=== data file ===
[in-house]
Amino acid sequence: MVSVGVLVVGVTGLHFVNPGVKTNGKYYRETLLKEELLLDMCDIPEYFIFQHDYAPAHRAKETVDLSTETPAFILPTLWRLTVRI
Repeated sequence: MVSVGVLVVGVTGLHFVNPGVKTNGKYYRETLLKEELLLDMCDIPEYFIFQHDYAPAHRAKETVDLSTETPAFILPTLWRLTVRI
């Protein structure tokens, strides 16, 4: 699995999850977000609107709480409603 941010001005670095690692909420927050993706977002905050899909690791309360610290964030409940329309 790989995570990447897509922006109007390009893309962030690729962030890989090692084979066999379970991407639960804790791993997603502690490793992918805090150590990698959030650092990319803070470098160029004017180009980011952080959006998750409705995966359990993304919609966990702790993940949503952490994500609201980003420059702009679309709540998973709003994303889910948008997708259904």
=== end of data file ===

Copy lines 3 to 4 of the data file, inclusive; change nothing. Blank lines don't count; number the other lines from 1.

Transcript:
Repeated sequence: MVSVGVLVVGVTGLHFVNPGVKTNGKYYRETLLKEELLLDMCDIPEYFIFQHDYAPAHRAKETVDLSTETPAFILPTLWRLTVRI
């Protein structure tokens, strides 16, 4: 699995999850977000609107709480409603 941010001005670095690692909420927050993706977002905050899909690791309360610290964030409940329309 790989995570990447897509922006109007390009893309962030690729962030890989090692084979066999379970991407639960804790791993997603502690490793992918805090150590990698959030650092990319803070470098160029004017180009980011952080959006998750409705995966359990993304919609966990702790993940949503952490994500609201980003420059702009679309709540998973709003994303889910948008997708259904």